Maine city to push for universal health care

PORTLAND, Me. – The Portland City Council decided Nov. 19 to add its muscle to a push for universal health care in Maine. Councilors voted 6-3 to pass a resolution endorsing the results of a Nov. 6 nonbinding referendum, in which nearly 52 percent of Portland voters supported the concept of universal health care.

The council’s resolution will be forwarded to the Legislature as a petition from Portland residents. It commits the city to work for efforts to develop a single-payer system. Councilors who supported the referendum said they hope it will encourage the passage of universal health care in Maine and cut a path for the rest of the country to follow.

“If it happens, it would be a wonderful thing,” said Councilor James Cloutier, who voted for the resolution.

Supporters of a single-payer system say they hope state lawmakers will see Portland’s referendum as a mandate to take up the issue when the Legislature reconvenes in January. However, legislators serving on a board that is studying universal health care say the issue likely won’t be ready for debate until 2003. That’s OK with some of the referendum’s key backers.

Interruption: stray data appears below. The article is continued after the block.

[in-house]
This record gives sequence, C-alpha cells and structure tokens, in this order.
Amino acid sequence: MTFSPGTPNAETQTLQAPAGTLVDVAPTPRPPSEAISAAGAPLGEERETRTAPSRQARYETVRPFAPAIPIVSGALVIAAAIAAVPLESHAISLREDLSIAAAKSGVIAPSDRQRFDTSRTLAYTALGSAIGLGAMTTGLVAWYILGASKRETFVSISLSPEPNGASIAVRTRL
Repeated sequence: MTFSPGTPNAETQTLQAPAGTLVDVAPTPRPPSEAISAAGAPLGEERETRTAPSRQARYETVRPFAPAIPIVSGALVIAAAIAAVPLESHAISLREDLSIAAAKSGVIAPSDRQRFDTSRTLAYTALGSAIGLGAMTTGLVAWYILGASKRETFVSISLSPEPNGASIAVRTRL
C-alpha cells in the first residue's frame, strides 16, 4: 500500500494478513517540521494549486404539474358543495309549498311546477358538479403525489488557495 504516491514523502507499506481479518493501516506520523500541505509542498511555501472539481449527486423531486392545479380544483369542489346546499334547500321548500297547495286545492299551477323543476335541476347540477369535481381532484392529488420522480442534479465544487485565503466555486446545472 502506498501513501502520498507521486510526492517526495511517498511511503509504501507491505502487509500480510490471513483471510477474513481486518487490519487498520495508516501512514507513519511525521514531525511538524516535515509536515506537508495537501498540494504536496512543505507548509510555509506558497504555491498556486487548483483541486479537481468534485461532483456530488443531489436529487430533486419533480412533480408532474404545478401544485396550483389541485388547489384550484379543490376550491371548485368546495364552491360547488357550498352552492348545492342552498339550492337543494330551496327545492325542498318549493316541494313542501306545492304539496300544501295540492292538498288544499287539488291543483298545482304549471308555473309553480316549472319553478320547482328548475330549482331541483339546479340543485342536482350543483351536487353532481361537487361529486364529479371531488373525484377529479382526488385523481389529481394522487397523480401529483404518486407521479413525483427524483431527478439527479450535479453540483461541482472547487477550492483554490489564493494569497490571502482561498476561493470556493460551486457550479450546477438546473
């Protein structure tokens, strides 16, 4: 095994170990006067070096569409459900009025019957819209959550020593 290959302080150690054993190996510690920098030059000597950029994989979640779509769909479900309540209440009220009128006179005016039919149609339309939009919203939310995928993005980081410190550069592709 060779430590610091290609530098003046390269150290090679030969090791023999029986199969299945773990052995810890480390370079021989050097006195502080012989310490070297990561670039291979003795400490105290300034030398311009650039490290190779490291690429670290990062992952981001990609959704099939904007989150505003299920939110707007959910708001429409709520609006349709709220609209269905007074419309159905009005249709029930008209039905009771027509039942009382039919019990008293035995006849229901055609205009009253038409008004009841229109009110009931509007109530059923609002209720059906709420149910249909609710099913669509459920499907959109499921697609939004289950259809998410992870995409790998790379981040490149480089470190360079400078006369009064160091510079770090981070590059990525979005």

“Whenever we put this forward, we want to have a plan to make it work,” said Tammy Greaton, co-director of the Maine People’s Alliance and a member of the legislative panel that will issue a report on the issue next spring.

Supporters of the Campaign for Universal Health Care held a news conference Nov. 19 in front of City Hall to show support for the council’s resolution. Dr. Richard Dillihunt, a retired Portland surgeon, said he believes “it is a matter of social justice for everyone to have decent health care.”

Brenda Broder, owner of a hair salon, said she hopes Portland will lead the state and the nation in the fight against lack of access and rising health care costs.

“We want to find a system that works,” Broder said. “We want change.”